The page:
London Insurers Win Seattle Pollution Trial

July 8, 2003

Lloyd’s Underwriters and other London Market Insurers announced that a Seattle jury had found in their favor after a three week trial in their dispute with Puget Sound Energy, Inc. (“PSE”), a large gas and electric utility servicing western Washington.

According to the bulletin, PSE sued to compel the London-based insurers to pay for the costs PSE claimed that it had incurred in cleaning up three contaminated Washington sites owned and operated by PSE over many decades. They had provided excess third party liability insurance coverage between 1939 and 1943 and from 1951 to 1965.

The case has been in litigation for many years, as the London insurers denied PSE’s claims, citing the following reasons:

(1) PSE was improperly trying to recover the costs that it had incurred to prepare the sites for sale and redevelopment. It was also seeking recovery of the costs of cleaning up its own contaminated property. The London liability policies only covered damage to third party property.

(2) There was no reliable evidence that the contamination at the sites was the result of an accident or occurrence, as required by the London policies, but rather was the result of PSE’s usual business practices and method of operations; and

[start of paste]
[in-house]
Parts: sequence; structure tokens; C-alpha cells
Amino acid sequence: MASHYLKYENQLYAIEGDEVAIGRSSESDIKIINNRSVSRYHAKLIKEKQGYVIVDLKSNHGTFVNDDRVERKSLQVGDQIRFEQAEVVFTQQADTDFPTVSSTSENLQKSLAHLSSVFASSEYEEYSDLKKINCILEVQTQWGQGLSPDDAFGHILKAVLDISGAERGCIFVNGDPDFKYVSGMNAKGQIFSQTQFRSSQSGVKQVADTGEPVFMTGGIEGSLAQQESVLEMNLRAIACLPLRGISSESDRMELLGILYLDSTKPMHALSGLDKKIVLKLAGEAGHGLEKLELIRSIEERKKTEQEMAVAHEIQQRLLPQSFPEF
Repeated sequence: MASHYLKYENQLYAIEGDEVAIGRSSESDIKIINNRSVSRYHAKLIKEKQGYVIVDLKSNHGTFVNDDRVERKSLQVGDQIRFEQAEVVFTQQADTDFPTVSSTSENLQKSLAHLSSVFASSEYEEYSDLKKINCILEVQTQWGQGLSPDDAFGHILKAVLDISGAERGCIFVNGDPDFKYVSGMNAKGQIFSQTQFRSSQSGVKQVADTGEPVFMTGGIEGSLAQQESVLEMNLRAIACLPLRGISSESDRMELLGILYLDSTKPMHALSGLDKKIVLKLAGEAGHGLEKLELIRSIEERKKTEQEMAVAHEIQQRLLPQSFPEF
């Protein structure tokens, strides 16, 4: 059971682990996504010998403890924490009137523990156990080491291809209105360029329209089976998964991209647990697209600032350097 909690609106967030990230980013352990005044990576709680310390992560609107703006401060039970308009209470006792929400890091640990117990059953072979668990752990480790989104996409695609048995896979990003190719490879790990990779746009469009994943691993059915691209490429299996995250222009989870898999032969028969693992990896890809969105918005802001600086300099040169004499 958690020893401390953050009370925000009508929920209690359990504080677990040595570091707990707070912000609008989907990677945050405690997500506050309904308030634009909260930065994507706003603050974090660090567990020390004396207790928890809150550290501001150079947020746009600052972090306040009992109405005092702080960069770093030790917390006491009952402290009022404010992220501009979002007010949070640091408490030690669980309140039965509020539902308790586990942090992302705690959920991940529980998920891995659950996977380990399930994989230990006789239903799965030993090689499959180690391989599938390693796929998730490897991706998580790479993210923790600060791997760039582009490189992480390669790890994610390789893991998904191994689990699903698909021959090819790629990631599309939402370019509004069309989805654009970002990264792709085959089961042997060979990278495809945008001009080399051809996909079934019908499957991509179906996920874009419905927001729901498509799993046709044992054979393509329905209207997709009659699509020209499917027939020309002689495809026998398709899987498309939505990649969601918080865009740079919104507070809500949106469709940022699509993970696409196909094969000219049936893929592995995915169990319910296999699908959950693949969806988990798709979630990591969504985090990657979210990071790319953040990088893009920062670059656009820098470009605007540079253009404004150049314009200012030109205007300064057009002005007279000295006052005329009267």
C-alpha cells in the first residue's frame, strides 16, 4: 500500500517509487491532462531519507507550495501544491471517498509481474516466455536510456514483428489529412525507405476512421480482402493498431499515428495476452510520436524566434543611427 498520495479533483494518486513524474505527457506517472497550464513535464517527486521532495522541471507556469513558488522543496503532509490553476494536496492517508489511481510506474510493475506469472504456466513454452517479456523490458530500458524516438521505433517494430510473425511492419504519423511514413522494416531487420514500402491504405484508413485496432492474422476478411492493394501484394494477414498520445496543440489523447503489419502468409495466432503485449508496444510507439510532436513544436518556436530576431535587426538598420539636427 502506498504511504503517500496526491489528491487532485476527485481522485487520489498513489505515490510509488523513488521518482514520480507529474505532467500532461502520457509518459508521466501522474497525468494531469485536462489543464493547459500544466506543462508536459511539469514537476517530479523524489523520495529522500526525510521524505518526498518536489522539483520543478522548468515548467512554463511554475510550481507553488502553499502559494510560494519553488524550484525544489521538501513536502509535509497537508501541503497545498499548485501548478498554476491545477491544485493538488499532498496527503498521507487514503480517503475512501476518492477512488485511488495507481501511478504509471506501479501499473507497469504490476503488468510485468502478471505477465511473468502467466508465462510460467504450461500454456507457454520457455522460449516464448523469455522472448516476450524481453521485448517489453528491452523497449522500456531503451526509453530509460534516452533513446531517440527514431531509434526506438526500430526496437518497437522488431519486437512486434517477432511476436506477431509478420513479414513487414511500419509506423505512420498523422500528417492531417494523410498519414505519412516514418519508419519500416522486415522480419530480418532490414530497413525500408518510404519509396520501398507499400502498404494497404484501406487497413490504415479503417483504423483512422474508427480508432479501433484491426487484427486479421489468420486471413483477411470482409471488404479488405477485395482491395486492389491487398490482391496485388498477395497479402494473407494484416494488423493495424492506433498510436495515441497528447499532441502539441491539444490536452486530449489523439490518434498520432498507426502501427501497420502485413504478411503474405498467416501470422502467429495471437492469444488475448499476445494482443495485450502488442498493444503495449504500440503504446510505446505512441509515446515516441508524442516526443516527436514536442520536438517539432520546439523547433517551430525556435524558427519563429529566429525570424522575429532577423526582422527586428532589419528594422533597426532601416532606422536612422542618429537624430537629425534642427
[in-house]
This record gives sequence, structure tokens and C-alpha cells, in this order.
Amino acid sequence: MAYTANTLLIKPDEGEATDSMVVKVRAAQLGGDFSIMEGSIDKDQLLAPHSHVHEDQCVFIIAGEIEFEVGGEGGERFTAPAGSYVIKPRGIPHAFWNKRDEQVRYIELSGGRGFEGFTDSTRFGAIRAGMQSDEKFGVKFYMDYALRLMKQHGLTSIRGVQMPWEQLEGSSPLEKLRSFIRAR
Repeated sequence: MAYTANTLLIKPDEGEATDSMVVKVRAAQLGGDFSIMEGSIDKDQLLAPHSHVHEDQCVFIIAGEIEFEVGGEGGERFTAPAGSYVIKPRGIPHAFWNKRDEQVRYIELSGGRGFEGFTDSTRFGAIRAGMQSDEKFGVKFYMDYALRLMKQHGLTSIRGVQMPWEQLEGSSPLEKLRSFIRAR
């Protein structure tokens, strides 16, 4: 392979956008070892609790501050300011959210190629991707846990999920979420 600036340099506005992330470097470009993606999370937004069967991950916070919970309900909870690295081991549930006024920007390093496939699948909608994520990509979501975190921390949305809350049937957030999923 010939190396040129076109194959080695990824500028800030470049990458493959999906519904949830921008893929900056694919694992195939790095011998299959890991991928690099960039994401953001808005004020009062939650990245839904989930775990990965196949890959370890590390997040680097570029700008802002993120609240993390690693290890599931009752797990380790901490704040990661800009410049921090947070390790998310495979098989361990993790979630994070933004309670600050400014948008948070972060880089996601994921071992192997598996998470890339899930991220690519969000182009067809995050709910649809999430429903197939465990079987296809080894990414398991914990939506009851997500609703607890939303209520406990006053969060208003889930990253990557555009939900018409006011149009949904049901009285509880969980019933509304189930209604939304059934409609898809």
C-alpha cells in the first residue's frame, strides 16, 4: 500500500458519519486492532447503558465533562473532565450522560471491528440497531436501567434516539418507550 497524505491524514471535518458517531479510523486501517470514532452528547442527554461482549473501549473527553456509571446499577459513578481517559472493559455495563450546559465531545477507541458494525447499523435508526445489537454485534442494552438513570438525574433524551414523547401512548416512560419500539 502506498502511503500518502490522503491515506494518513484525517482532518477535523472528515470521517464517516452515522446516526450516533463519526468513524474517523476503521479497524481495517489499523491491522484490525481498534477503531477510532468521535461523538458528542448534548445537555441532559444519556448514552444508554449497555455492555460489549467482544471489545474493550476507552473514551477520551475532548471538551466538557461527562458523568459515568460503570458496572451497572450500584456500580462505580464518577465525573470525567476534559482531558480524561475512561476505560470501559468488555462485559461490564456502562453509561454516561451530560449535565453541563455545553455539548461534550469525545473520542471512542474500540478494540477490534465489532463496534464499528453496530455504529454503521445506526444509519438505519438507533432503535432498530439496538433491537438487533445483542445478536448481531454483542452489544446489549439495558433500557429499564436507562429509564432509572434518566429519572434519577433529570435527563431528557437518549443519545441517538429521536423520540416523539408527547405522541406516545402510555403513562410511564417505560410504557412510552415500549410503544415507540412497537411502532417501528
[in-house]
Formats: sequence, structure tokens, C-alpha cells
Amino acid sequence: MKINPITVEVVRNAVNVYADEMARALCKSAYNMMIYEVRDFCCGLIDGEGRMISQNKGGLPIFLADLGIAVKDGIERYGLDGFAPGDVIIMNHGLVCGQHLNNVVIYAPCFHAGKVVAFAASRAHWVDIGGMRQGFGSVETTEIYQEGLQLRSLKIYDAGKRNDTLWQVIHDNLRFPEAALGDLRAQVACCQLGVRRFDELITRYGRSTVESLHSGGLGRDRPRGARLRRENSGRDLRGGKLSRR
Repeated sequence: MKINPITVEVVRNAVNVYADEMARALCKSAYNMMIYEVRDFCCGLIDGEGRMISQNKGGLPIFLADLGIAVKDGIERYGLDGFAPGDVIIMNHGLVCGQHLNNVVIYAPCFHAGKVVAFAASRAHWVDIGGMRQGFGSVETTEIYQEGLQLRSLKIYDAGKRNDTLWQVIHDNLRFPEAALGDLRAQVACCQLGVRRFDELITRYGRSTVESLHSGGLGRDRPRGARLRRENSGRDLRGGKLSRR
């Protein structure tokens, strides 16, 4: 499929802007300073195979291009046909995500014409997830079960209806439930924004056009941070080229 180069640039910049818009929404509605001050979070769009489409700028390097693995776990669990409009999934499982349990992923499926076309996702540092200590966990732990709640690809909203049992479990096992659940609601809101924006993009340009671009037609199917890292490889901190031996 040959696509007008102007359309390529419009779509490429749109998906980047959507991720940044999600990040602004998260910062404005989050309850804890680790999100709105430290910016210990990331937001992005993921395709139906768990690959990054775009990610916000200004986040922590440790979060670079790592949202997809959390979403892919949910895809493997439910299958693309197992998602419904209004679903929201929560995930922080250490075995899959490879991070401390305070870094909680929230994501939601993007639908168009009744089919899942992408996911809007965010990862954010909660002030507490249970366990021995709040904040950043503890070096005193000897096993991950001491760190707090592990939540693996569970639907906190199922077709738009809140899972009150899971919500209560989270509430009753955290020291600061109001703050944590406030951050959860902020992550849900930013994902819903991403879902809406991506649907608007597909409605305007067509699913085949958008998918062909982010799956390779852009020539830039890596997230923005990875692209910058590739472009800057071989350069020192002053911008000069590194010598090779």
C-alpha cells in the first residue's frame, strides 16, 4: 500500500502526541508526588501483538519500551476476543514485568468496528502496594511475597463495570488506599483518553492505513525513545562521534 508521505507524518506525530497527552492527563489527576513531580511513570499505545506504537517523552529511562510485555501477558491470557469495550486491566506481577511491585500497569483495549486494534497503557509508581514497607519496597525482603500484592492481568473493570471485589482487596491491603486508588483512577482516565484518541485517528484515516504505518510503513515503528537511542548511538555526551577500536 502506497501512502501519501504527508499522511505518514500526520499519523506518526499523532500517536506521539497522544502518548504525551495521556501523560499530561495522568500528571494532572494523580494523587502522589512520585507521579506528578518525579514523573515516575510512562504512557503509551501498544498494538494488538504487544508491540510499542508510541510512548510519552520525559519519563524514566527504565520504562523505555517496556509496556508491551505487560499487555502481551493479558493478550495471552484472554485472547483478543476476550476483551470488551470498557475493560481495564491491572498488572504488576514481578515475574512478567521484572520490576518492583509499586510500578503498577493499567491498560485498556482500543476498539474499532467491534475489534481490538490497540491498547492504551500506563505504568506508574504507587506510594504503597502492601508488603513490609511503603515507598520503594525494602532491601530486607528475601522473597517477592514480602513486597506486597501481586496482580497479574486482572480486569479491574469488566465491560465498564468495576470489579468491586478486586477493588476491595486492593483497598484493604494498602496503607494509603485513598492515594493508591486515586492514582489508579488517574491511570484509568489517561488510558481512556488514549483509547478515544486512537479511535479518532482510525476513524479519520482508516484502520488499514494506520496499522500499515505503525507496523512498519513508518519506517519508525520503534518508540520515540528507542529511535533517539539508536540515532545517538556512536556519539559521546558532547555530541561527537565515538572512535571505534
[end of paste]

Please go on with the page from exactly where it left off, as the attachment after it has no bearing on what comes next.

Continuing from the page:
(3) There was no evidence that any damage to the property of others took place during any of the London policy periods.

The jury held that the insurers had no obligation to reimburse PSE for the over $3 million in costs that it had been seeking for two of the sites. At a third site, the jury awarded only a fraction of the sum PSE had originally sought to recover.

Simon Wright, Head of Asbestos, Pollution and Health Hazard Claims for Equitas’ (the Lloyd’s runoff vehicle for liabilities prior to 1992), commented: “This is an important ruling. The jury reaffirmed the fundamental fact that the policies in dispute only cover third party liabilities. In our view it remains absolutely clear that the damages at issue in this litigation do not arise from any accident or occurrence during the London policy periods, but are a direct consequence of PSE’s usual business practices and operations over many decades and its disregard for the environmental consequences of its behaviour.”

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